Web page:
A van slammed into a crowd Saturday in an apparently deliberate act in the German city of Muenster, killing two people and leaving 20 others injured, officials said.
The driver also shot and killed himself, a police spokeswoman said. The driver was a German citizen, said Herbert Reul, state minister for internal affairs in North Rhine-Westphalia state.
Authorities are treating the incident as an attack. There is no known connection to radical Islam but investigators are still looking into the driver's background, Reul said.
Police earlier said there were three deaths. Reul clarified later Saturday that the total included the attacker.
Muenster police spokesman Andreas Bode said law enforcement is looking into witness reports that some people fled the attacker's van after the attack. He also said there was a suspicious object in the vehicle that was under investigation.
Bode said the motive of the driver is unknown.
The attack happened in the old part of the western German city, an area popular on weekends. It was a warm sunny afternoon, one of the first nice days of spring, and many people were out in the area with its narrow streets, Bild editor Julian Reichelt told CNN.
German Chancellor Angela Merkel said she is "deeply shocked by the terrible events in Muenster."
In a statement tweeted by German government spokeswoman Ulrike Demmer, Merkel said "everything is now being done to clarify the act and support the victims and their families."
The driver drove a vehicle into a restaurant's open terrace around 3:30 p.m. local time, according to police spokeswoman Vanessa Arlt.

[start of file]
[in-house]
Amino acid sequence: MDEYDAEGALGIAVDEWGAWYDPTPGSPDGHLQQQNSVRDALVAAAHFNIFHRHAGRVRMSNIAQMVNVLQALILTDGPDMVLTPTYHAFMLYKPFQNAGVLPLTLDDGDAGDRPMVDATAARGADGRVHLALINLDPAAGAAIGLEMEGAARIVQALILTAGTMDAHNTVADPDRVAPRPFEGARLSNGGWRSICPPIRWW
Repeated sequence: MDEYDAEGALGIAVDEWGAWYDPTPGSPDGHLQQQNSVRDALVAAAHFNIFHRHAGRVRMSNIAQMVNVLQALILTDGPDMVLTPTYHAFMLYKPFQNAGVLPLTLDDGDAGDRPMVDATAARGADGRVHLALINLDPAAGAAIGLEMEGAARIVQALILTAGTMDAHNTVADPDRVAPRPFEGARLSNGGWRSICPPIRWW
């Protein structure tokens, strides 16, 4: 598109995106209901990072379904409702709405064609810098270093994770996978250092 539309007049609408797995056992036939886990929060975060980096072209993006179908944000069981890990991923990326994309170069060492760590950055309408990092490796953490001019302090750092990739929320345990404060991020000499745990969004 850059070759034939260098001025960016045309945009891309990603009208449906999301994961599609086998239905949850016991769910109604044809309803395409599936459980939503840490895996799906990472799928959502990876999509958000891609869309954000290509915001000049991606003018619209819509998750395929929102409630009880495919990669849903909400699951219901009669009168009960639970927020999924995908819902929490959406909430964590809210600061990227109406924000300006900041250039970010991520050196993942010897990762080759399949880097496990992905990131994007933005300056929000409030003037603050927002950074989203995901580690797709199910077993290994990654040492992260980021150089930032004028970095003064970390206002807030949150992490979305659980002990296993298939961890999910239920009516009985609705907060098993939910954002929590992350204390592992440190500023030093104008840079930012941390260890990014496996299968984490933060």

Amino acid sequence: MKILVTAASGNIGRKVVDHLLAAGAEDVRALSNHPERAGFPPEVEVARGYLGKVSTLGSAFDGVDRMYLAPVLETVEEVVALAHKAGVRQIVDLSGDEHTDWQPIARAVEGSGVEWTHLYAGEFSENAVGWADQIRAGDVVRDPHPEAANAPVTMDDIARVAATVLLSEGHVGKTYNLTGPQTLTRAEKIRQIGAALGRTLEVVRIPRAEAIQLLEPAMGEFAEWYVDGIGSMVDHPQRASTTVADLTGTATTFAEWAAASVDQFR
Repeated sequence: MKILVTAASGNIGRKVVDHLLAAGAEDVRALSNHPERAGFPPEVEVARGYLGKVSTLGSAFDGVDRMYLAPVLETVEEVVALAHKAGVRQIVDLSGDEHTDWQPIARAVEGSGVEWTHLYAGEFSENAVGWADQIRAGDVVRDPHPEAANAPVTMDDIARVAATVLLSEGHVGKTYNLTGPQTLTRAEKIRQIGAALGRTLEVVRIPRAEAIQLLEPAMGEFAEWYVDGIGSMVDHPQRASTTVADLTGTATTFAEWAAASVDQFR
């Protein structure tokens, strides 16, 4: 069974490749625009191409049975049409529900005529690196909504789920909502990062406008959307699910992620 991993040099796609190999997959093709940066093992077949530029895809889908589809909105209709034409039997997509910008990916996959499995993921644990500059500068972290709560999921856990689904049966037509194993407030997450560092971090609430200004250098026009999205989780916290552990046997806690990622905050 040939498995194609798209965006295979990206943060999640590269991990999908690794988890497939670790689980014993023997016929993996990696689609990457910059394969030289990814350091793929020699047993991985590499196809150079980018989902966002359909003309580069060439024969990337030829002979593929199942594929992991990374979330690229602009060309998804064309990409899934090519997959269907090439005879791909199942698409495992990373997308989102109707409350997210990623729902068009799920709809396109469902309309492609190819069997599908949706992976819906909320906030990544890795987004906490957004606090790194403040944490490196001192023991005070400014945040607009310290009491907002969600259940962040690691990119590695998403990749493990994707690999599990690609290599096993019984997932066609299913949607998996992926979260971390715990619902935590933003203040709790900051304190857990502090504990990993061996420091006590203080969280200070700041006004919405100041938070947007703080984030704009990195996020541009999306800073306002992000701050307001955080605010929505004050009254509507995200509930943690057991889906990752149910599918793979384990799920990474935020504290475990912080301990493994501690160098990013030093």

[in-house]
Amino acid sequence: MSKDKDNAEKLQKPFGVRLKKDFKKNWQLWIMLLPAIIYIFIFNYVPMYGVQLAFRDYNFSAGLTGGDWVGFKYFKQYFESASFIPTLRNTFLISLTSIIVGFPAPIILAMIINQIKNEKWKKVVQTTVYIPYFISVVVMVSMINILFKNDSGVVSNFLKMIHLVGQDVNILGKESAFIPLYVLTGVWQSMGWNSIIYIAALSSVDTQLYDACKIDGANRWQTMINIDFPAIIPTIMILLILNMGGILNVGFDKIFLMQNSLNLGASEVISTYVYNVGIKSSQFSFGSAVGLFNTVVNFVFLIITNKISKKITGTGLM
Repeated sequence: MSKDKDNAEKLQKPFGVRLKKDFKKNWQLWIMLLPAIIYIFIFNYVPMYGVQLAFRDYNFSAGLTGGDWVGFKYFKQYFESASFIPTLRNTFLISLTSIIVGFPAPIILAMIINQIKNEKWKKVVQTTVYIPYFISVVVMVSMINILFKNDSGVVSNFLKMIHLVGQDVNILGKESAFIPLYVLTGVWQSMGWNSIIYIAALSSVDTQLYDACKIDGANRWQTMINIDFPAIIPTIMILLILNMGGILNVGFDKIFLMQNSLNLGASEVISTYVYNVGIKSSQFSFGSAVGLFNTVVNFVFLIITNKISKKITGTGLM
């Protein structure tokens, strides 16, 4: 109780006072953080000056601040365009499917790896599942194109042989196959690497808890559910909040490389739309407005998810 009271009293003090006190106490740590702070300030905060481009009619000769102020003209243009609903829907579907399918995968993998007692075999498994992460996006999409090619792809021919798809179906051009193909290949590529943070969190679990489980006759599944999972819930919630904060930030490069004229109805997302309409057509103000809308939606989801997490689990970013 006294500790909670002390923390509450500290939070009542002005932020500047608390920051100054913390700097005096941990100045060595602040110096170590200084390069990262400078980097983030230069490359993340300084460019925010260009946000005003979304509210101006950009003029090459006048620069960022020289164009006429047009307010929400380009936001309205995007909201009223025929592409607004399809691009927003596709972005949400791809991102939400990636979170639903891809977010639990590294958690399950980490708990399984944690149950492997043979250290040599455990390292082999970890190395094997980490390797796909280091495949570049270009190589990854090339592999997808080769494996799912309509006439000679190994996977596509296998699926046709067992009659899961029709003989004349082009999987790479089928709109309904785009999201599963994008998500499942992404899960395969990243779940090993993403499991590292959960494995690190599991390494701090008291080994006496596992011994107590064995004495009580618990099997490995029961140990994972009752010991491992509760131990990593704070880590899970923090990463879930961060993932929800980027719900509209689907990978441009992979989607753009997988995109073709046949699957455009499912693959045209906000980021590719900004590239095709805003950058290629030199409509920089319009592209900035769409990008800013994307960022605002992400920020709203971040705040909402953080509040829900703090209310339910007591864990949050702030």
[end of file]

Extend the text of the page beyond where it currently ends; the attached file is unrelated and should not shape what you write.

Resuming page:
Arlt said the old city remains closed, and police have asked people to avoid the city center.
Muenster, with about 300,000 people, is home to numerous universities and has a student population of about 58,000, the city government says. The city calls itself the cycling capital of Germany and says about 100,000 residents use a bike daily.
"With dismay, I learned of the terrible incident in Muenster," Interior Minister Horst Seehofer said in a statement, adding, "Police in Muenster and throughout (the state of North Rhine-Westphalia) are now working hard to investigate the matter."
Federal authorities are in close contact with local officials, Seehofer said.
The White House sent condolences in a statement from press secretary Sarah Sanders.
"Our thoughts and prayers go out to the families of those killed and we wish a full recovery to those injured. While the German authorities have not yet announced a motive for this cowardly attack on innocent people, we condemn it regardless, and pledge any support from the United States government that Germany may need."
Saturday's crash occurred on the one-year anniversary of a similar attack in Stockholm, Sweden, when a stolen beer truck struck pedestrians, killing five people.